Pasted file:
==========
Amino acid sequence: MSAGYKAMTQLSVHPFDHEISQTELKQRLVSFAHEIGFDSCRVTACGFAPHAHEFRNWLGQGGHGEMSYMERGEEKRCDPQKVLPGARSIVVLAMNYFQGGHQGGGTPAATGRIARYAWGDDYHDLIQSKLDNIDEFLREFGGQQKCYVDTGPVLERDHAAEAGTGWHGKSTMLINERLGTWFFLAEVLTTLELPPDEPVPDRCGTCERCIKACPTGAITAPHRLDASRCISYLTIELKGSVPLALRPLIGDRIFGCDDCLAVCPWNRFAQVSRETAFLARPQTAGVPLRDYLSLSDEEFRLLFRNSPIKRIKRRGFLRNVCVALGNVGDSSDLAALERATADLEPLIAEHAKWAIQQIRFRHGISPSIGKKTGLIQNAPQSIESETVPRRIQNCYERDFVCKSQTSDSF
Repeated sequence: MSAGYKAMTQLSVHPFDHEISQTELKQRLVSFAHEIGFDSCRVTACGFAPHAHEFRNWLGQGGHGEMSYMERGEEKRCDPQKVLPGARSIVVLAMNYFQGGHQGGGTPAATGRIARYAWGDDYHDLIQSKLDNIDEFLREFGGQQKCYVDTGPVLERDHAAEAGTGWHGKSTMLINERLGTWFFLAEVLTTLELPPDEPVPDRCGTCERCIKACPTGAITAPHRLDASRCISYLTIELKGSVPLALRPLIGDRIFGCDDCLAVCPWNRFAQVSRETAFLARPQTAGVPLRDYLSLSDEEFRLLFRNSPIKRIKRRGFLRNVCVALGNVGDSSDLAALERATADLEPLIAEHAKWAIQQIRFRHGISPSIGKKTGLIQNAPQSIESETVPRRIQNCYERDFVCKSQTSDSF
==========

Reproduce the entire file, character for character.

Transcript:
Amino acid sequence: MSAGYKAMTQLSVHPFDHEISQTELKQRLVSFAHEIGFDSCRVTACGFAPHAHEFRNWLGQGGHGEMSYMERGEEKRCDPQKVLPGARSIVVLAMNYFQGGHQGGGTPAATGRIARYAWGDDYHDLIQSKLDNIDEFLREFGGQQKCYVDTGPVLERDHAAEAGTGWHGKSTMLINERLGTWFFLAEVLTTLELPPDEPVPDRCGTCERCIKACPTGAITAPHRLDASRCISYLTIELKGSVPLALRPLIGDRIFGCDDCLAVCPWNRFAQVSRETAFLARPQTAGVPLRDYLSLSDEEFRLLFRNSPIKRIKRRGFLRNVCVALGNVGDSSDLAALERATADLEPLIAEHAKWAIQQIRFRHGISPSIGKKTGLIQNAPQSIESETVPRRIQNCYERDFVCKSQTSDSF
Repeated sequence: MSAGYKAMTQLSVHPFDHEISQTELKQRLVSFAHEIGFDSCRVTACGFAPHAHEFRNWLGQGGHGEMSYMERGEEKRCDPQKVLPGARSIVVLAMNYFQGGHQGGGTPAATGRIARYAWGDDYHDLIQSKLDNIDEFLREFGGQQKCYVDTGPVLERDHAAEAGTGWHGKSTMLINERLGTWFFLAEVLTTLELPPDEPVPDRCGTCERCIKACPTGAITAPHRLDASRCISYLTIELKGSVPLALRPLIGDRIFGCDDCLAVCPWNRFAQVSRETAFLARPQTAGVPLRDYLSLSDEEFRLLFRNSPIKRIKRRGFLRNVCVALGNVGDSSDLAALERATADLEPLIAEHAKWAIQQIRFRHGISPSIGKKTGLIQNAPQSIESETVPRRIQNCYERDFVCKSQTSDSF